Start Modestly

 

People who succeed tend to begin with modest goals and build

up to larger goals when they get some success going. Those

who fail often bite off more than they can chew.

 

For instance, instead of trying to earn R10,000 per month

immediately, successful people usually start with a modest

goal like creating a passive income stream of R100 per

month. They work on that goal first and do what it takes to

achieve it. Then they can apply what they learned to parlay

that small success into a bigger success.

 

The failure stories often inject neediness into their goals.

I get emails from such people frantically telling me how

they need to make an extra R1000 to R3000 this month in

order to pay their rent or bills. In 12+ years of blogging,

I can’t recall a single case of one of these people ever

emailing me back to say that they succeeded.

 

Neediness will only get in your way, create extra stress,

and delay real progress. If you need to let the old world

collapse while you work on your long-term goals at a

realistic and intelligent pace, so be it.

 

Bite off a modest piece of your goal, work on it, and

achieve it. This will do more to move you towards a

long-term pattern of success than frantic scrambling.

 

Have Compassion for Your Future Self

 

Have some compassion for your future self. At some point

you’re going to be 5, 10, or 20 years older, and that future

you will have to endure the consequences of what you’re

creating now. If you’re wallowing in neediness or drifting

aimlessly, you’re sentencing your future self to a crappy

outcome, and that future you may blame you for it.

 

Instead of screwing over your future self, take a more

sensible and compassionate approach. Work to create a better

reality for your future self. That future self is going to

be you someday.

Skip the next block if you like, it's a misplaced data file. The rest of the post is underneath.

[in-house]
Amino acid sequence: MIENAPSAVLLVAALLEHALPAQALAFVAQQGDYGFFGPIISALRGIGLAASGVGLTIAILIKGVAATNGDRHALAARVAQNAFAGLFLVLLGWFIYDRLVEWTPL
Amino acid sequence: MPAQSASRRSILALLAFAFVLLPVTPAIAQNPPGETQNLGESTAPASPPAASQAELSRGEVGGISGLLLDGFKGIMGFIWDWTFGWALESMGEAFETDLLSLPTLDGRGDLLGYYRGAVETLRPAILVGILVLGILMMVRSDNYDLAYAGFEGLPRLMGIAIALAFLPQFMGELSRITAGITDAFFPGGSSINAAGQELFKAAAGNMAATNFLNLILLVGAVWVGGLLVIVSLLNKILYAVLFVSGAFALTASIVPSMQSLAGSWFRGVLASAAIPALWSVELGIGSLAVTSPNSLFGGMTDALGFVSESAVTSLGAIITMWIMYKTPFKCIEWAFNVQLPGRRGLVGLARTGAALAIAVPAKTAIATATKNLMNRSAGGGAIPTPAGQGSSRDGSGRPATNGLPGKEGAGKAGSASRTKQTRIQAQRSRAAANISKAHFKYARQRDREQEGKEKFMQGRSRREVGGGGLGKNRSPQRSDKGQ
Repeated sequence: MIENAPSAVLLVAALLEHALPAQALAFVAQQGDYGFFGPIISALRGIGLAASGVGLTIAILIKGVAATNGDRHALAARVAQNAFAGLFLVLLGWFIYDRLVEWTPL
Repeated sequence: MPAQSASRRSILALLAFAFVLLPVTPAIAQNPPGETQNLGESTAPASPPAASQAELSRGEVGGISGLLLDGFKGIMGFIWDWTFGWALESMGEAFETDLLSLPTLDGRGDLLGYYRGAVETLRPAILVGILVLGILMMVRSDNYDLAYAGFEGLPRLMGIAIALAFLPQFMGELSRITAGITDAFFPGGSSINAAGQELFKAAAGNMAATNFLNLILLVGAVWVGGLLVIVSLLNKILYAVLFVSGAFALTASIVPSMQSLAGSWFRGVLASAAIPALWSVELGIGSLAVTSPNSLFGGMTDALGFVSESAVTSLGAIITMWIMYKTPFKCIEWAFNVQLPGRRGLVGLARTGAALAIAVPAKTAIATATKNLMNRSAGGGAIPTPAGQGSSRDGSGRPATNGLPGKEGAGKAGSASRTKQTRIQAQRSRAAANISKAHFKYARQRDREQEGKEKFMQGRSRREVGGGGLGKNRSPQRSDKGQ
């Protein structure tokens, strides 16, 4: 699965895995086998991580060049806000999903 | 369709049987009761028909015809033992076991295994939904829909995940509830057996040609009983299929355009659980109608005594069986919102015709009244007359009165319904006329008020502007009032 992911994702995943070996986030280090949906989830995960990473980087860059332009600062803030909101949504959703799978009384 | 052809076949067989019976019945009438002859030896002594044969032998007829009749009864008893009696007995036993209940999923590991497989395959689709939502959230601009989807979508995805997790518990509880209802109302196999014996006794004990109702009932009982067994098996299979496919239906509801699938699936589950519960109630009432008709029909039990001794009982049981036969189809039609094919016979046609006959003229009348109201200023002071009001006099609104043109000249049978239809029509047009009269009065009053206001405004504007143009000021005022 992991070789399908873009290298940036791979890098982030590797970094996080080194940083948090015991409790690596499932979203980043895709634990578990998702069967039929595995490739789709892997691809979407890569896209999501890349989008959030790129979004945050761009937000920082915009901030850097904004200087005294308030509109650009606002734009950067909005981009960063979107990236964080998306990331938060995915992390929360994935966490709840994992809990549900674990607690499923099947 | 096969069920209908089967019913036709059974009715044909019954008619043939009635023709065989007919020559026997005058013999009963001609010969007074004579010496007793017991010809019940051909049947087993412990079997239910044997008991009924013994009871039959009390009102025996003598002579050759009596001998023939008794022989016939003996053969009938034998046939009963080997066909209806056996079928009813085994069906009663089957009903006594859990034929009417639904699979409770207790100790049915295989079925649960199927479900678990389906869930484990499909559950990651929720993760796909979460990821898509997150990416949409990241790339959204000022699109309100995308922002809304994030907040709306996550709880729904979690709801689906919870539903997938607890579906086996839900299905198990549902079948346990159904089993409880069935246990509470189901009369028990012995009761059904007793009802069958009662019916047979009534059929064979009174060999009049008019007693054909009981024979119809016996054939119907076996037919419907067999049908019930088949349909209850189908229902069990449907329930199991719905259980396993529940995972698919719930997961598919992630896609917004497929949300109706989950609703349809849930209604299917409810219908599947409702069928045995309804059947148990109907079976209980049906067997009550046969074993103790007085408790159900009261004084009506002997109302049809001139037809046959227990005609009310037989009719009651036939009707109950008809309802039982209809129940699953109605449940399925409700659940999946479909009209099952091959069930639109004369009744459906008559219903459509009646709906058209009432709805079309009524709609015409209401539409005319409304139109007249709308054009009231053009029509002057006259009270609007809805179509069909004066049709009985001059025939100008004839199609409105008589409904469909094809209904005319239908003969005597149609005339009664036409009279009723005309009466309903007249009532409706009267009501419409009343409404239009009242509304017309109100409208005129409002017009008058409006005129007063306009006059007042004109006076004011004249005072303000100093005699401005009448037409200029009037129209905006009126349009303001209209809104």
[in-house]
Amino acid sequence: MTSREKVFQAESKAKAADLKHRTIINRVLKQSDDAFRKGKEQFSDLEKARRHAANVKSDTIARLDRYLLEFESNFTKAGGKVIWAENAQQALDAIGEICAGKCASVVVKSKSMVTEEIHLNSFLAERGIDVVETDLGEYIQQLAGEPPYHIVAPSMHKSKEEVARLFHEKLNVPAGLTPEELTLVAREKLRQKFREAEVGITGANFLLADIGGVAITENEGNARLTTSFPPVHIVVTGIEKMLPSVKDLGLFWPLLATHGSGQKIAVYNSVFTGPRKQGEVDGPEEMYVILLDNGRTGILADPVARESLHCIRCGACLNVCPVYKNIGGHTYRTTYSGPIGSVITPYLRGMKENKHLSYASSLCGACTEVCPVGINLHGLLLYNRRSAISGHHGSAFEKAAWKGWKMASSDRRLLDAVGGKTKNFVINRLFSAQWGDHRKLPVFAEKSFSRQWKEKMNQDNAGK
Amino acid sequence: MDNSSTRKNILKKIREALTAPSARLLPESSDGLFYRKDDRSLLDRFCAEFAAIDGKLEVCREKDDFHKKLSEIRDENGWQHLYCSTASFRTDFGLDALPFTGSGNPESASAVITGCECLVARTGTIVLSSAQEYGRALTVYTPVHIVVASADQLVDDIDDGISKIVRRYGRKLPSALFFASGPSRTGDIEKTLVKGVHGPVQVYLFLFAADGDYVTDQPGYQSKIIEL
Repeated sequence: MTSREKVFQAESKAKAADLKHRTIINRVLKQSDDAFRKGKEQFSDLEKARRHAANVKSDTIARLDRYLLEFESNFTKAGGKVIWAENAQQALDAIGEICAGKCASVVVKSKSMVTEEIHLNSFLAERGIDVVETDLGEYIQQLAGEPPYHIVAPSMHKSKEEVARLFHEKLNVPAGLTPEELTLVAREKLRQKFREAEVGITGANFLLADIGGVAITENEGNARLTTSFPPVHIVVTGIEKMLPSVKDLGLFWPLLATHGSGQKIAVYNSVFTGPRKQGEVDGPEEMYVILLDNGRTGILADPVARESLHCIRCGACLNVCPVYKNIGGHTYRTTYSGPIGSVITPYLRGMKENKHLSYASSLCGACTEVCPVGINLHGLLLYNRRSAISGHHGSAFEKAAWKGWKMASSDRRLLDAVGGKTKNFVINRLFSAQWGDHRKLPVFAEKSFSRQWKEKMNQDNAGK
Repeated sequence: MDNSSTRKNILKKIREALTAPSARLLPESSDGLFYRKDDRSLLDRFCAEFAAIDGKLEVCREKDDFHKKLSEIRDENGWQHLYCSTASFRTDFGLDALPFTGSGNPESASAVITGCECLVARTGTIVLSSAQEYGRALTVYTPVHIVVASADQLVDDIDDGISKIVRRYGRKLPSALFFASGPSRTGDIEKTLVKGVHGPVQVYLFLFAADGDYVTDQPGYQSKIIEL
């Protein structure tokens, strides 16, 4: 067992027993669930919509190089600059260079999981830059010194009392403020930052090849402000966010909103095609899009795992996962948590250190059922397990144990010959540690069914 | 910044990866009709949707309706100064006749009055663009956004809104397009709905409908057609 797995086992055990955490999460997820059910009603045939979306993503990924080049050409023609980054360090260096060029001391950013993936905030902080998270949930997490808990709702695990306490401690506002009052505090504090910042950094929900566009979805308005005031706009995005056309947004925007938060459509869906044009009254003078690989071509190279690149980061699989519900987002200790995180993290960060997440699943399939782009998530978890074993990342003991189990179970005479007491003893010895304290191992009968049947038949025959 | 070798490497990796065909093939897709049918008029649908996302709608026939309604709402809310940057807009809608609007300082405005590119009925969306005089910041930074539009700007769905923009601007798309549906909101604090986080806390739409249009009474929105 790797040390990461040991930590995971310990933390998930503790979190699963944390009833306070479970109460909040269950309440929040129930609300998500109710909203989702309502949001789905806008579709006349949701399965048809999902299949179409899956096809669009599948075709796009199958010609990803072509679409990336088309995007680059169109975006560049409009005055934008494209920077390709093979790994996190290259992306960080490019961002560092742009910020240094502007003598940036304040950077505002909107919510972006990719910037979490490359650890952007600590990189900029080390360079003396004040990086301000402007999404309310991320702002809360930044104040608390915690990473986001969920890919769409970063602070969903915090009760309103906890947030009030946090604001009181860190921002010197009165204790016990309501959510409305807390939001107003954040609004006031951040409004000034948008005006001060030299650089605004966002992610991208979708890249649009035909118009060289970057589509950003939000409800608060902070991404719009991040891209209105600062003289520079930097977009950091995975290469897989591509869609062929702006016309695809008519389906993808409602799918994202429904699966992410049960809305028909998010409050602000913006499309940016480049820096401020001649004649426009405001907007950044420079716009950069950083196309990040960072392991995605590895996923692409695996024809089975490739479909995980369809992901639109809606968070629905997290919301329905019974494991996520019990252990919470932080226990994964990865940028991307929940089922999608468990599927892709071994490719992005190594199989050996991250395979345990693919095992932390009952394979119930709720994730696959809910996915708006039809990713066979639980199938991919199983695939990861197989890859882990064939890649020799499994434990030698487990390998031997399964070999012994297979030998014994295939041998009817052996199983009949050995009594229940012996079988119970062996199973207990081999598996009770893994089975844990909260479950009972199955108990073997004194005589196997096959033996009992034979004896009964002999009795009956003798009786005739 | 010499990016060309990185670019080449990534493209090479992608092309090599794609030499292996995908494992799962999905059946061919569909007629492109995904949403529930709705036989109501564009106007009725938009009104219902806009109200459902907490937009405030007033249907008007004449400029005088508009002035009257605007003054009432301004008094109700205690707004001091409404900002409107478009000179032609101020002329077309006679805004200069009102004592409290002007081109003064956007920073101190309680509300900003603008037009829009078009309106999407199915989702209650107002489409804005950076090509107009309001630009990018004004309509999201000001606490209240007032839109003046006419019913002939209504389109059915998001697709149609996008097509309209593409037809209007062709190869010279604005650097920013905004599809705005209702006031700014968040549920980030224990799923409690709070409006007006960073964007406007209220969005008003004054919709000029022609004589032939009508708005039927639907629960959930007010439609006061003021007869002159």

People who succeed look to give their future selves an edge.

They seek to put themselves in a more advantaged position

down the road. They make small sacrifices today to alleviate

stress and enjoy more fulfillment tomorrow.

 

Don’t Go Dark

 

Almost everyone goes dark at some point, sinking into

aimless drifting for a while and losing sight of their

goals. Those who succeed tend to bounce back quickly though.

They recognize when they’re going dark and even give

themselves permission to temporarily wallow in this state if

they need a break. They know they’ll get back to working on

their goals soon enough.

 

Those who don’t succeed tend to spend a lot of time drifting

unconsciously. For such people the experience of setting and

working on goal is just a temporary blip against a

background of aimlessness. The lights go on occasionally

when they get a burst of inspiration (usually from an

external source), but most of the time, the lights stay off.

 

Those who succeed keep the lights on most of the time. They

do their best to stay conscious. They keep moving the needle

forward, little by little, tackling one small milestone at a

time. They aren’t so easily discouraged by setbacks.

 

Be Flexible